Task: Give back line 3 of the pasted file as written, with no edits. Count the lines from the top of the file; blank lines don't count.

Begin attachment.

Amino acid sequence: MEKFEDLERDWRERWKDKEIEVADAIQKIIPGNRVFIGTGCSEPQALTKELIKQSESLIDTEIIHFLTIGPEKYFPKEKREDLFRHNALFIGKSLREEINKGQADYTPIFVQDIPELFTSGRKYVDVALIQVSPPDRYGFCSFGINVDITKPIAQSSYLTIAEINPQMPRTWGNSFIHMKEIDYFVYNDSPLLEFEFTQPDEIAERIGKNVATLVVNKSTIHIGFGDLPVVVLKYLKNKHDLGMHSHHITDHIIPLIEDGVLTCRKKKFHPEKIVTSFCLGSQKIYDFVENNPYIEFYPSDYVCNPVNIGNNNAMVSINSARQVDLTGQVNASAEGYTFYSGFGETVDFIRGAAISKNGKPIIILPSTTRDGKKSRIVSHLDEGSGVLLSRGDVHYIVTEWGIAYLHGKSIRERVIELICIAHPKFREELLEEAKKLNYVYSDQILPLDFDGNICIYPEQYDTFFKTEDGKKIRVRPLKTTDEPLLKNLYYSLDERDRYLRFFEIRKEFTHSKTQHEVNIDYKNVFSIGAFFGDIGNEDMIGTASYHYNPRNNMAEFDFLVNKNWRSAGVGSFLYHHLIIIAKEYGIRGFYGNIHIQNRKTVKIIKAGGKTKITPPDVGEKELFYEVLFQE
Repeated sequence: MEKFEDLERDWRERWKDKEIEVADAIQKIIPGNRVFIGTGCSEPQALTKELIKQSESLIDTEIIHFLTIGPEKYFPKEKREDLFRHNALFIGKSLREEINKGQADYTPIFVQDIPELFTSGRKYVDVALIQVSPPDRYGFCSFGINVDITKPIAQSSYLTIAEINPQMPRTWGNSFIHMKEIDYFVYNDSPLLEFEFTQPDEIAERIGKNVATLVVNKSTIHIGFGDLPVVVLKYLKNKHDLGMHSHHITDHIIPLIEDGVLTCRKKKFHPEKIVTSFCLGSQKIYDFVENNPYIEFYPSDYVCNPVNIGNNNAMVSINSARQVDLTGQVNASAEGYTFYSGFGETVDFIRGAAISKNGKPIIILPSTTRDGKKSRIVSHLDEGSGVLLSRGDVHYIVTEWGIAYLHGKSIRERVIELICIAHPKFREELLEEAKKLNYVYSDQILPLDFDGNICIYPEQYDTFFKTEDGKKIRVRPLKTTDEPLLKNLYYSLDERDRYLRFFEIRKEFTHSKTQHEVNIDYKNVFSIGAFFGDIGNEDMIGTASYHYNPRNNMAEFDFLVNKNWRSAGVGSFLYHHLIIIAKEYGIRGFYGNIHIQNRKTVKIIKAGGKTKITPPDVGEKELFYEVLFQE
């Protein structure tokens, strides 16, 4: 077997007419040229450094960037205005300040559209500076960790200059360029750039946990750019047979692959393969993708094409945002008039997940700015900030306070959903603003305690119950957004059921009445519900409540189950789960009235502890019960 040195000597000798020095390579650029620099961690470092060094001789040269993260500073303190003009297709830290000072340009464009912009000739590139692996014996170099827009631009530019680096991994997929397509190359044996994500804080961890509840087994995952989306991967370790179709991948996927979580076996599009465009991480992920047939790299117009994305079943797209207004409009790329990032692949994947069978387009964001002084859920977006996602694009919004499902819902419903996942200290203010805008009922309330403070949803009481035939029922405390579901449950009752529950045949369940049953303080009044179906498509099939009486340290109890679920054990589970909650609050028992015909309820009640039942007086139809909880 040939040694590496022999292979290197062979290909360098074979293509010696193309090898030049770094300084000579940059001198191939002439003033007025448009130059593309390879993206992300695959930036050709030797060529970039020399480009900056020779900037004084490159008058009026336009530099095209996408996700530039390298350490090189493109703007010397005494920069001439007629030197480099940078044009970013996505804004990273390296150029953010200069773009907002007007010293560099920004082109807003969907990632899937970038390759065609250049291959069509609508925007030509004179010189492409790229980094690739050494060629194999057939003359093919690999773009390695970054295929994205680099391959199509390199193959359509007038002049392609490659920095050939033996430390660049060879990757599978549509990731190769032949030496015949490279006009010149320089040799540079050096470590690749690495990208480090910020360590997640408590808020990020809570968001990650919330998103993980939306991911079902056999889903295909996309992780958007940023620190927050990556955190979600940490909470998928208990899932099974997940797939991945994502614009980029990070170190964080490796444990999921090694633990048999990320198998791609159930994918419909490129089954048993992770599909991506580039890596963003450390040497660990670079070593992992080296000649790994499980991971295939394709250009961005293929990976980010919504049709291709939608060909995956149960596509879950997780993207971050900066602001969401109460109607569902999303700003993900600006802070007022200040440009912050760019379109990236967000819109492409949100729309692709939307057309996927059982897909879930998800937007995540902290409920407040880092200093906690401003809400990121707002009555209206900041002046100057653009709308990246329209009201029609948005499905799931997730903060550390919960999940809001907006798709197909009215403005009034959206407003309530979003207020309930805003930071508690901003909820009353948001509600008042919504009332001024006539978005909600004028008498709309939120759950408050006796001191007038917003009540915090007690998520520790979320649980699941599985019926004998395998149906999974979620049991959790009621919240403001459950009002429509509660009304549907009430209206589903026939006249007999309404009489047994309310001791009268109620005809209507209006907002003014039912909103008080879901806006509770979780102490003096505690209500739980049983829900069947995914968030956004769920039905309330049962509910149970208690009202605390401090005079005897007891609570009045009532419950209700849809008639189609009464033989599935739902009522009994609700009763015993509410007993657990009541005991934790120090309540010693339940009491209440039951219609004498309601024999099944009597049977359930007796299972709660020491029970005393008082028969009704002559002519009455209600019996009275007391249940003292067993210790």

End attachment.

């Protein structure tokens, strides 16, 4: 077997007419040229450094960037205005300040559209500076960790200059360029750039946990750019047979692959393969993708094409945002008039997940700015900030306070959903603003305690119950957004059921009445519900409540189950789960009235502890019960 040195000597000798020095390579650029620099961690470092060094001789040269993260500073303190003009297709830290000072340009464009912009000739590139692996014996170099827009631009530019680096991994997929397509190359044996994500804080961890509840087994995952989306991967370790179709991948996927979580076996599009465009991480992920047939790299117009994305079943797209207004409009790329990032692949994947069978387009964001002084859920977006996602694009919004499902819902419903996942200290203010805008009922309330403070949803009481035939029922405390579901449950009752529950045949369940049953303080009044179906498509099939009486340290109890679920054990589970909650609050028992015909309820009640039942007086139809909880 040939040694590496022999292979290197062979290909360098074979293509010696193309090898030049770094300084000579940059001198191939002439003033007025448009130059593309390879993206992300695959930036050709030797060529970039020399480009900056020779900037004084490159008058009026336009530099095209996408996700530039390298350490090189493109703007010397005494920069001439007629030197480099940078044009970013996505804004990273390296150029953010200069773009907002007007010293560099920004082109807003969907990632899937970038390759065609250049291959069509609508925007030509004179010189492409790229980094690739050494060629194999057939003359093919690999773009390695970054295929994205680099391959199509390199193959359509007038002049392609490659920095050939033996430390660049060879990757599978549509990731190769032949030496015949490279006009010149320089040799540079050096470590690749690495990208480090910020360590997640408590808020990020809570968001990650919330998103993980939306991911079902056999889903295909996309992780958007940023620190927050990556955190979600940490909470998928208990899932099974997940797939991945994502614009980029990070170190964080490796444990999921090694633990048999990320198998791609159930994918419909490129089954048993992770599909991506580039890596963003450390040497660990670079070593992992080296000649790994499980991971295939394709250009961005293929990976980010919504049709291709939608060909995956149960596509879950997780993207971050900066602001969401109460109607569902999303700003993900600006802070007022200040440009912050760019379109990236967000819109492409949100729309692709939307057309996927059982897909879930998800937007995540902290409920407040880092200093906690401003809400990121707002009555209206900041002046100057653009709308990246329209009201029609948005499905799931997730903060550390919960999940809001907006798709197909009215403005009034959206407003309530979003207020309930805003930071508690901003909820009353948001509600008042919504009332001024006539978005909600004028008498709309939120759950408050006796001191007038917003009540915090007690998520520790979320649980699941599985019926004998395998149906999974979620049991959790009621919240403001459950009002429509509660009304549907009430209206589903026939006249007999309404009489047994309310001791009268109620005809209507209006907002003014039912909103008080879901806006509770979780102490003096505690209500739980049983829900069947995914968030956004769920039905309330049962509910149970208690009202605390401090005079005897007891609570009045009532419950209700849809008639189609009464033989599935739902009522009994609700009763015993509410007993657990009541005991934790120090309540010693339940009491209440039951219609004498309601024999099944009597049977359930007796299972709660020491029970005393008082028969009704002559002519009455209600019996009275007391249940003292067993210790």